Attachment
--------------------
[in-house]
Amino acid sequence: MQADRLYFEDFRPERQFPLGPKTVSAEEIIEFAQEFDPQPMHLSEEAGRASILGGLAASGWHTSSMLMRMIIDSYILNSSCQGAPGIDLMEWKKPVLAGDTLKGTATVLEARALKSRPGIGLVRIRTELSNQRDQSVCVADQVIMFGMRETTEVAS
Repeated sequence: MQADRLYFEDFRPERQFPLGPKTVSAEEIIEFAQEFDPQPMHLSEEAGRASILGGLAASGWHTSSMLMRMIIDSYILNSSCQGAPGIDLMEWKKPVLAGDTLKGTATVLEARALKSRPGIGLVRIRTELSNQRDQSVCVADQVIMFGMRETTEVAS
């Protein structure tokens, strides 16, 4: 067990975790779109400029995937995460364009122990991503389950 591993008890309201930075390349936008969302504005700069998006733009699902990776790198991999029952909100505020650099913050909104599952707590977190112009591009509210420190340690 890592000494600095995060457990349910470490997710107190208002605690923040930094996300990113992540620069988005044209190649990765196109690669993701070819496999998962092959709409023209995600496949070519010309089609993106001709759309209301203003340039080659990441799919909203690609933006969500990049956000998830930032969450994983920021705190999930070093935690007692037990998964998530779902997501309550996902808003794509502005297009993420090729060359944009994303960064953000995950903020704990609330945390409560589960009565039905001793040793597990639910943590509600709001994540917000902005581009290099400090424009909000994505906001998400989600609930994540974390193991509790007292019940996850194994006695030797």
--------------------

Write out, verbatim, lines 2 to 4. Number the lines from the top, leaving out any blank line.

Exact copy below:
Amino acid sequence: MQADRLYFEDFRPERQFPLGPKTVSAEEIIEFAQEFDPQPMHLSEEAGRASILGGLAASGWHTSSMLMRMIIDSYILNSSCQGAPGIDLMEWKKPVLAGDTLKGTATVLEARALKSRPGIGLVRIRTELSNQRDQSVCVADQVIMFGMRETTEVAS
Repeated sequence: MQADRLYFEDFRPERQFPLGPKTVSAEEIIEFAQEFDPQPMHLSEEAGRASILGGLAASGWHTSSMLMRMIIDSYILNSSCQGAPGIDLMEWKKPVLAGDTLKGTATVLEARALKSRPGIGLVRIRTELSNQRDQSVCVADQVIMFGMRETTEVAS
């Protein structure tokens, strides 16, 4: 067990975790779109400029995937995460364009122990991503389950 591993008890309201930075390349936008969302504005700069998006733009699902990776790198991999029952909100505020650099913050909104599952707590977190112009591009509210420190340690 890592000494600095995060457990349910470490997710107190208002605690923040930094996300990113992540620069988005044209190649990765196109690669993701070819496999998962092959709409023209995600496949070519010309089609993106001709759309209301203003340039080659990441799919909203690609933006969500990049956000998830930032969450994983920021705190999930070093935690007692037990998964998530779902997501309550996902808003794509502005297009993420090729060359944009994303960064953000995950903020704990609330945390409560589960009565039905001793040793597990639910943590509600709001994540917000902005581009290099400090424009909000994505906001998400989600609930994540974390193991509790007292019940996850194994006695030797």